This pilot study aims to evaluate the effectiveness and safety of acupuncture in the treatment of chemotherapy-induced peripheral neuropathy (CIPN)
This study was a pilot randomized controlled trial, which was conducted with cooperation between Beijing University of Chinese Medicine (BUCM), China, and Tehran University of Medical Science (TUMS), Iran. Forty participants with CIPN were randomly assigned (1 : 1) to receive twelve sessions of acupuncture (20 minutes each session over 4 weeks) or take one 300 mg tablet of vitamin B1 and three 300 mg capsules of gabapentin per day for 4 weeks, after which both groups were followed up for 4 weeks. The primary endpoint was CIPN symptom severity measured by the Numerical Rating Scale (NRS). The secondary endpoints included sensory neuropathy grade evaluated by the National Cancer Institute-Common Toxicity Criteria for Adverse Events (NCI-CTCAE), neurophysiological assessment of CIPN by the nerve conduction study (NCS), and the patient overall satisfaction with treatment. Safety was assessed at each visit.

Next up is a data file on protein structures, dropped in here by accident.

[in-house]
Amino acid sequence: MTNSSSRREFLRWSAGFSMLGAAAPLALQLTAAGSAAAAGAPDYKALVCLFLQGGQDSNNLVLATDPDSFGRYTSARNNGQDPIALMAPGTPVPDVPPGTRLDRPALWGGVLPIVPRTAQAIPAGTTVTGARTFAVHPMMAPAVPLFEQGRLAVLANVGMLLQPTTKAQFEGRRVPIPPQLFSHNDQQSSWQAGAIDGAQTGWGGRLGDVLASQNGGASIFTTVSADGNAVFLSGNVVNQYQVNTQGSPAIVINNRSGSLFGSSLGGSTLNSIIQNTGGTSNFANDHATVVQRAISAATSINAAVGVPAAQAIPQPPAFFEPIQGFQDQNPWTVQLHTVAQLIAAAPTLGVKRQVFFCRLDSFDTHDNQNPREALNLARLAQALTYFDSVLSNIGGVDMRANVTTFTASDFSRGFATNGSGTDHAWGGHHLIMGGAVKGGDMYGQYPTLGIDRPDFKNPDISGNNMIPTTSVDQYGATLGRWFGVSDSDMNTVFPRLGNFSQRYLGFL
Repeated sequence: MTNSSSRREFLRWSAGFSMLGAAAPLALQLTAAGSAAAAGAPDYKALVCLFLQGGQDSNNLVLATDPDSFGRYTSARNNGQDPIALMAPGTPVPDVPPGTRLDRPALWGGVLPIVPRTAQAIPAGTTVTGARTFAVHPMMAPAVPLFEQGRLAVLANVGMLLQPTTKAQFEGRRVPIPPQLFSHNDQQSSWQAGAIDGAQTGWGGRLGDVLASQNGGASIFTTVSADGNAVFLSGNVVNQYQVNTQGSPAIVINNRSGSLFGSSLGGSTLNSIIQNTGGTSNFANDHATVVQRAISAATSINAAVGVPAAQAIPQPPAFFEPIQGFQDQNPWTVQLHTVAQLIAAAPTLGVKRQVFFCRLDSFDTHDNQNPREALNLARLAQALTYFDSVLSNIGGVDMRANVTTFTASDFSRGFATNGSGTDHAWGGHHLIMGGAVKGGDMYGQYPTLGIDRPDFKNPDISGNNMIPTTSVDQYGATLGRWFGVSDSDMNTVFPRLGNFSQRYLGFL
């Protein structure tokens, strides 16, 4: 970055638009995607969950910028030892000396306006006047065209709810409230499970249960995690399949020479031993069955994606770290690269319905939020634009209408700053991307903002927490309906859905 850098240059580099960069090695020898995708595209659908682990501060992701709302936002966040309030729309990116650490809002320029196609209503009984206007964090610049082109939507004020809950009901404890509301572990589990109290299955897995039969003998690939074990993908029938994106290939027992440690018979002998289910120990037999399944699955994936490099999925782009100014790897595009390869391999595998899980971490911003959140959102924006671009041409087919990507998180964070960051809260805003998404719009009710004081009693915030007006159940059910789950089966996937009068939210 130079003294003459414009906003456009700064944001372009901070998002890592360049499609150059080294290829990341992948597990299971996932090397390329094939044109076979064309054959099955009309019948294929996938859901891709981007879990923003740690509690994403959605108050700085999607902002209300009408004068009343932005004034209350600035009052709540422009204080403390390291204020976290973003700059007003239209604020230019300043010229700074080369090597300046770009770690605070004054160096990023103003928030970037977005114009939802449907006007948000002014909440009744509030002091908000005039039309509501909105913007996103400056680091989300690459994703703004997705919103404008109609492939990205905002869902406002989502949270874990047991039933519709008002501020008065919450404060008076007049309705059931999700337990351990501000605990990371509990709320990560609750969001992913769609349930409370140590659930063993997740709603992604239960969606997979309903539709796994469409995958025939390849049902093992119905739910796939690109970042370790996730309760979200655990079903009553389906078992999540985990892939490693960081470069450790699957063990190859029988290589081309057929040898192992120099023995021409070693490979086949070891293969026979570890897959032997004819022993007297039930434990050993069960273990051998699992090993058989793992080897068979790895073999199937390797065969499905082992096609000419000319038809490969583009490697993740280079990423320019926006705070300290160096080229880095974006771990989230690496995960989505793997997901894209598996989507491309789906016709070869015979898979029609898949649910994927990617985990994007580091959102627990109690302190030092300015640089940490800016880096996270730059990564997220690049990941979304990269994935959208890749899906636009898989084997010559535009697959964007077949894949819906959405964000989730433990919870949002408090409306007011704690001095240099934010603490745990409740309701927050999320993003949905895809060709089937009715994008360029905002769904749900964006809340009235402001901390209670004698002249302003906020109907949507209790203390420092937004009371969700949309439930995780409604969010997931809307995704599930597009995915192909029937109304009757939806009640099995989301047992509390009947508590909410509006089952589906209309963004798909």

The NRS and NCI-CTCAE sensory neuropathy grading scales decreased significantly over time in both groups (both ), with a significantly higher reduction in the acupuncture group ( and , respectively). In addition, the acupuncture group showed a higher overall satisfaction with the treatment at the end of treatment and after 4 weeks follow-up, in comparison with the vit B1 and gabapentin group ( and , respectively). The NCS (except for the latency of the sural nerve) in the acupuncture group improved significantly (), while improvement in the vit B1 and gabapentin group was not observed ().
Our study revealed that acupuncture, as a kind of traditional Chinese therapeutic method, is significantly effective and safe in the treatment of CIPN. Moreover, acupuncture is more effective than using vitamin B1 and gabapentin as the conventional treatment.
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